Skills for Psychological Recovery (SPR)

Skills for Psychological Recovery (SPR) is an evidence-informed modular approach to help children, adolescents, adults, and families in the weeks and months after disasters and terrorism, after the period where Psychological First Aid is utilized.

Skills for Psychological Recovery is designed to reduce any ongoing distress caused by traumatic events and to foster short- and long-term adaptive functioning and coping. Principles and techniques of Skills for Psychological Recovery meet four basic standards.  They are: (1) consistent with research evidence on risk and resilience following trauma; (2) applicable and practical in field settings; (3) appropriate for developmental levels across the lifespan; and (4) culturally informed and delivered in a flexible manner.  Skills for Psychological Recovery does not assume that all survivors will develop severe mental health problems or long-term difficulties in recovery. Instead, it is based on an understanding that disaster survivors and others affected by such events will experience a broad range of reactions (for example, physical, psychological, behavioral, spiritual). Some of these reactions will cause enough distress to interfere with adaptive coping, and recovery may be helped by support from compassionate and caring counselors.

Skills for Psychological Recovery focuses on a few core empirically-derived skill sets that have been shown to help with a variety of post-trauma issues.  Research suggests that a skills-building approach is more effective than supportive counseling.  SPR is a skills-training model designed to accelerate recovery and increase self-efficacy, rather than a mental health model.

The SPR approach addresses the issue that many people will only being able to attend one or two contacts.  Expert Consensus suggests that there be at least 3-5 contacts that focus on skills-building to reliably change behavior.  However, SPR is set up to provide stand-alone contacts if 3-5 contacts aren’t practical.  Counselors should attempt to set an expectancy for what is most helpful (more than one contact).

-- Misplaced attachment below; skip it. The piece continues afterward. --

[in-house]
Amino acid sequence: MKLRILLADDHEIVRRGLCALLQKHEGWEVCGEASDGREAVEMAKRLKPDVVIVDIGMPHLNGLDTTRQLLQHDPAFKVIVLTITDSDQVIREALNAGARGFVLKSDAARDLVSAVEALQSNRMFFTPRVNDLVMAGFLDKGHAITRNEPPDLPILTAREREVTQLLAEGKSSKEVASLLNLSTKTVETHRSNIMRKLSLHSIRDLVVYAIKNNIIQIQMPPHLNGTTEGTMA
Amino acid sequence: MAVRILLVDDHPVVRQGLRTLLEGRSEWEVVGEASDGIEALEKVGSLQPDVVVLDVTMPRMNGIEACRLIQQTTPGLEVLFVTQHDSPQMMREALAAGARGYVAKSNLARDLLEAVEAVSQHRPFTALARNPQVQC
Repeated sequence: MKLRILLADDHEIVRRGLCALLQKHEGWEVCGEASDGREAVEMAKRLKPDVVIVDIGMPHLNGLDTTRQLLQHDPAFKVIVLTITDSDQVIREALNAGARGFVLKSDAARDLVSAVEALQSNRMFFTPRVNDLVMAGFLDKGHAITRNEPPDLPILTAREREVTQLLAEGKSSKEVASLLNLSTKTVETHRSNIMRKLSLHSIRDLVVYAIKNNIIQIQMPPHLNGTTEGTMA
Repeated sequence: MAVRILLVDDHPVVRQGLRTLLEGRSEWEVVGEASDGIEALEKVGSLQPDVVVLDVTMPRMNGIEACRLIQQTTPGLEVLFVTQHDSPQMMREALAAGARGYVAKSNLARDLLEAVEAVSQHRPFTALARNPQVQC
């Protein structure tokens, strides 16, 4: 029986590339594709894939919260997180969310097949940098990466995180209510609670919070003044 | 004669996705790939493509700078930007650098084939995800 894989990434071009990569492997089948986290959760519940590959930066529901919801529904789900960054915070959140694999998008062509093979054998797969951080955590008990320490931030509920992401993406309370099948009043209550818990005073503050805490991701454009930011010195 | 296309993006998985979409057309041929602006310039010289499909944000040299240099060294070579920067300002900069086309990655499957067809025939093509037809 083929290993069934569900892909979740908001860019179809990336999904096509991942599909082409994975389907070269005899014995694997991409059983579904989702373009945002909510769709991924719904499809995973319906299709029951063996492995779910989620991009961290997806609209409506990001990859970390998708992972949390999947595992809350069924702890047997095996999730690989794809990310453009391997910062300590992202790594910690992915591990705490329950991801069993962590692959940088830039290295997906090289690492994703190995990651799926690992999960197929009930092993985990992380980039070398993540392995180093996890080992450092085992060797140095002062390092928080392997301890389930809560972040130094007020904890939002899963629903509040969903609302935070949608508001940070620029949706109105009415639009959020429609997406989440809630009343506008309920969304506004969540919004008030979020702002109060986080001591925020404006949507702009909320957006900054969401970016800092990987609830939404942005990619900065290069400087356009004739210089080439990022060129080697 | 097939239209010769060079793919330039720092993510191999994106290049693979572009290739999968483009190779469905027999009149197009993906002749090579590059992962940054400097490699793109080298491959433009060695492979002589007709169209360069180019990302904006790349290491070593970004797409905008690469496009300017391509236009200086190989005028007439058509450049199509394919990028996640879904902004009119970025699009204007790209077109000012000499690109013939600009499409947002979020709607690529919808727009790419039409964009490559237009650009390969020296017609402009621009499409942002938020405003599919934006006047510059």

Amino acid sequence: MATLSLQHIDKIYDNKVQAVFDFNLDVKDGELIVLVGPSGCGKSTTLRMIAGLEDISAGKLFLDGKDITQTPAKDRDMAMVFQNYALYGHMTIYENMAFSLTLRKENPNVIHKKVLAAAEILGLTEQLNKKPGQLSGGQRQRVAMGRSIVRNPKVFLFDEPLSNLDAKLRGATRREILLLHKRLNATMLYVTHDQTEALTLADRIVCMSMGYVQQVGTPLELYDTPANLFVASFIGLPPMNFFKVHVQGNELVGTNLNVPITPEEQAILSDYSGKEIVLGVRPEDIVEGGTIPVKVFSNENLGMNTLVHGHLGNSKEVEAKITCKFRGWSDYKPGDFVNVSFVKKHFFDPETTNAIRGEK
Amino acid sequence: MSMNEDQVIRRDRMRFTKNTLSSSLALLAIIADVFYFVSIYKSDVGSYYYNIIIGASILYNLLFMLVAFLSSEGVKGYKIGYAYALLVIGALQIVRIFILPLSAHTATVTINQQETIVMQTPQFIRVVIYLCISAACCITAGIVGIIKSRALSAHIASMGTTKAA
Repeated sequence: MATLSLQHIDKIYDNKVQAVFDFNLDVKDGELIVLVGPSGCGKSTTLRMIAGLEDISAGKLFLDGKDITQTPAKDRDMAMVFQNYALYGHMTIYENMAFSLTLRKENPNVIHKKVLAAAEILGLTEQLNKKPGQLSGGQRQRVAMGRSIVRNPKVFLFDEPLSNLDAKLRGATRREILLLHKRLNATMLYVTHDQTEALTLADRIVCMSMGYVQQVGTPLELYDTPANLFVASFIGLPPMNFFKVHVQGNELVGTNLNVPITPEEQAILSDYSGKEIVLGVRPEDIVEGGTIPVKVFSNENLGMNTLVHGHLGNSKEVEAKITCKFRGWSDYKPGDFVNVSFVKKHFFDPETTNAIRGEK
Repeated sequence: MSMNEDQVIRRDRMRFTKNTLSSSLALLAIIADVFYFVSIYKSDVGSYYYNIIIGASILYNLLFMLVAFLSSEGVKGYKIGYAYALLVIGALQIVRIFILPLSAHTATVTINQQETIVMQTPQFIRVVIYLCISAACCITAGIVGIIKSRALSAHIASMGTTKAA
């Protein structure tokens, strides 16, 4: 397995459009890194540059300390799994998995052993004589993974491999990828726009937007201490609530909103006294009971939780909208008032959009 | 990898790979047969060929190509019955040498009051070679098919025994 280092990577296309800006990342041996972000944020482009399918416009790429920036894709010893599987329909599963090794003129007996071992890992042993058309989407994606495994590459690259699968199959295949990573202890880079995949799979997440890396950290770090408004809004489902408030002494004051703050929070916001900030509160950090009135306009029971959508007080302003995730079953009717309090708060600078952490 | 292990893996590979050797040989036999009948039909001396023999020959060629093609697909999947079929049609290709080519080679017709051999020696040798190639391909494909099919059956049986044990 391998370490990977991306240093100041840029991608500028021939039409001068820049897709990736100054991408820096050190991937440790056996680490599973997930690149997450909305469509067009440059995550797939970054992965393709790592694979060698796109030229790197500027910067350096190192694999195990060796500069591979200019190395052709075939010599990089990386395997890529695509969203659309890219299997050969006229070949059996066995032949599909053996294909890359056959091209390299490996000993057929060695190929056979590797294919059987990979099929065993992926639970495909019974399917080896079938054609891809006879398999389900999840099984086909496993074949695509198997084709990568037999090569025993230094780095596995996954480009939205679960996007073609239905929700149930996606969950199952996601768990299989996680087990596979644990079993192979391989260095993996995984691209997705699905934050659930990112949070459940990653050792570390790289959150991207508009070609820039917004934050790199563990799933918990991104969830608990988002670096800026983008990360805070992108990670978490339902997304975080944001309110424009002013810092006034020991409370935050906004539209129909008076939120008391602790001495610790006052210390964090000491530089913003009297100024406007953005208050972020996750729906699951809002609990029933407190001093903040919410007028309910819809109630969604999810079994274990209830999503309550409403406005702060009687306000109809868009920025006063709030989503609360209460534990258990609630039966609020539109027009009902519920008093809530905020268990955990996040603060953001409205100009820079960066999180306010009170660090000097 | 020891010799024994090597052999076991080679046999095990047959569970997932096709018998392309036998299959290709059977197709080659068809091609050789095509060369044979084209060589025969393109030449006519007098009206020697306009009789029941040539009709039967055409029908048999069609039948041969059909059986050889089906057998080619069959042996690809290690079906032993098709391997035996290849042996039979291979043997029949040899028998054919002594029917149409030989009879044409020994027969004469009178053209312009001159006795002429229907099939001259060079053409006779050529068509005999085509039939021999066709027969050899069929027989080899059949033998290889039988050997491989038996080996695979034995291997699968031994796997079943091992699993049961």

SPR is not meant to be formal mental health treatment – it is intermediate, secondary prevention.  For many people it will be enough.  However, if SPR doesn’t help to alleviate distress as effectively as is needed, it is appropriate to refer to more intensive mental health intervention. SPR is meant to teach basic skills, but not to solve all problems.  The counselor may only be able to address one or two issues, then refer the survivor on.  Additionally, if serious issues are revealed in initial assessment, immediate referral is encouraged.

SPR is based on gathering information on client needs, and defining goals and priorities in a collaborative process – it should address the top needs identified by the client as well as what counselor perceives to be problems, considered in light of what is feasible in the time allotted.

Who is Skills for Psychological Recovery For?

Skills for Psychological Recovery intervention strategies are intended for use with children, adolescents, parents/caretakers, families, and adults exposed to disaster or terrorism. Skills for Psychological Recovery can also be provided to first responders and other disaster relief workers.

Who Delivers Skills for Psychological Recovery?

Skills for Psychological Recovery is designed for delivery by mental health and other disaster response workers who provide ongoing support and assistance to affected children, families, and adults as part of an organized disaster response effort. These providers may be imbedded in a variety of services, including FEMA-funded crisis counseling programs, community mental health settings, primary and emergency health care, school crisis response teams, faith-based organizations, Community recovery programs, Medical Reserve Corps, the Citizens Corps, and other disaster–related organizations.

Sixty New Jersey Counselors from schools and communities were trained in February and are beginning to offer SPR counseling services to youth and adults in the most impacted counties throughout the state.

When Should Skills for Psychological Recovery Be Used?

Skills for Psychological Recovery is designed to be implementedin the weeks, months, and years following disasters and terrorism,generally after psychological first aid (PFA) and/or supportive counseling have been attempted and more intensive support is indicated.

Where Should Skills for Psychological Recovery Be Used?

Skills for Psychological Recovery is designed for delivery in diverse settings. Mental health and other disaster response workers may be called upon to provide Skills for Psychological Recovery in general population shelters, special needs shelters, outreach settings such as schools, survivor support gatherings, memorial services, and community events, staging areas or respite centers for first responders or other relief workers, crisis hotlines or phone banks, disaster assistance service centers, family assistance centers, homes, businesses, and other community settings. However, for best results, the services should be provided in a private, quiet place that allows for at least 45 minutes of uninterrupted time together.